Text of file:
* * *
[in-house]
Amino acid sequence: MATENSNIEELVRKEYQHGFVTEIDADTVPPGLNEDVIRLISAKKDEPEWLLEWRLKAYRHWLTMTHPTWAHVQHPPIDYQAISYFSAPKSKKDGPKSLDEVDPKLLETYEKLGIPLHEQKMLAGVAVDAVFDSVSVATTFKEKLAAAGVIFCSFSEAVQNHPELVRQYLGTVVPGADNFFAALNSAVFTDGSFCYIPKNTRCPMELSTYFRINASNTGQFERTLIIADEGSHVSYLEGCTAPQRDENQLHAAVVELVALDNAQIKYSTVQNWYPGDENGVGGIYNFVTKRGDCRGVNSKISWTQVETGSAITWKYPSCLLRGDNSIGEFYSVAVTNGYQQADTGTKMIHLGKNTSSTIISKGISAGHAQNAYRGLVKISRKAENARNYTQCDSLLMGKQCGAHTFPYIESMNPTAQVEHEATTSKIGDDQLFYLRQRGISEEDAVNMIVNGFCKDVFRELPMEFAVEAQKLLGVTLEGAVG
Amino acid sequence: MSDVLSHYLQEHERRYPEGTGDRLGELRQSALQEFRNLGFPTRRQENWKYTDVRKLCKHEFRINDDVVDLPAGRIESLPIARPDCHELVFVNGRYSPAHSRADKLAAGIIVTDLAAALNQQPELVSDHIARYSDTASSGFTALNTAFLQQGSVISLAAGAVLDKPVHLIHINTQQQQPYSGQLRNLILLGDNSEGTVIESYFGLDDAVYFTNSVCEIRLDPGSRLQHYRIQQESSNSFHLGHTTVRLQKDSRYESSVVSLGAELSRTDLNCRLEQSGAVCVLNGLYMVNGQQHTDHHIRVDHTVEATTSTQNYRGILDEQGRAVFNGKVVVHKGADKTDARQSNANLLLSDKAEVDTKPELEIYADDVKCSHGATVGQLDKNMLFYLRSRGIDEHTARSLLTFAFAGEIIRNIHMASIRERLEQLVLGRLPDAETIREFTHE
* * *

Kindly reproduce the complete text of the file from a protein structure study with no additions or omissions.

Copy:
[in-house]
Amino acid sequence: MATENSNIEELVRKEYQHGFVTEIDADTVPPGLNEDVIRLISAKKDEPEWLLEWRLKAYRHWLTMTHPTWAHVQHPPIDYQAISYFSAPKSKKDGPKSLDEVDPKLLETYEKLGIPLHEQKMLAGVAVDAVFDSVSVATTFKEKLAAAGVIFCSFSEAVQNHPELVRQYLGTVVPGADNFFAALNSAVFTDGSFCYIPKNTRCPMELSTYFRINASNTGQFERTLIIADEGSHVSYLEGCTAPQRDENQLHAAVVELVALDNAQIKYSTVQNWYPGDENGVGGIYNFVTKRGDCRGVNSKISWTQVETGSAITWKYPSCLLRGDNSIGEFYSVAVTNGYQQADTGTKMIHLGKNTSSTIISKGISAGHAQNAYRGLVKISRKAENARNYTQCDSLLMGKQCGAHTFPYIESMNPTAQVEHEATTSKIGDDQLFYLRQRGISEEDAVNMIVNGFCKDVFRELPMEFAVEAQKLLGVTLEGAVG
Amino acid sequence: MSDVLSHYLQEHERRYPEGTGDRLGELRQSALQEFRNLGFPTRRQENWKYTDVRKLCKHEFRINDDVVDLPAGRIESLPIARPDCHELVFVNGRYSPAHSRADKLAAGIIVTDLAAALNQQPELVSDHIARYSDTASSGFTALNTAFLQQGSVISLAAGAVLDKPVHLIHINTQQQQPYSGQLRNLILLGDNSEGTVIESYFGLDDAVYFTNSVCEIRLDPGSRLQHYRIQQESSNSFHLGHTTVRLQKDSRYESSVVSLGAELSRTDLNCRLEQSGAVCVLNGLYMVNGQQHTDHHIRVDHTVEATTSTQNYRGILDEQGRAVFNGKVVVHKGADKTDARQSNANLLLSDKAEVDTKPELEIYADDVKCSHGATVGQLDKNMLFYLRSRGIDEHTARSLLTFAFAGEIIRNIHMASIRERLEQLVLGRLPDAETIREFTHE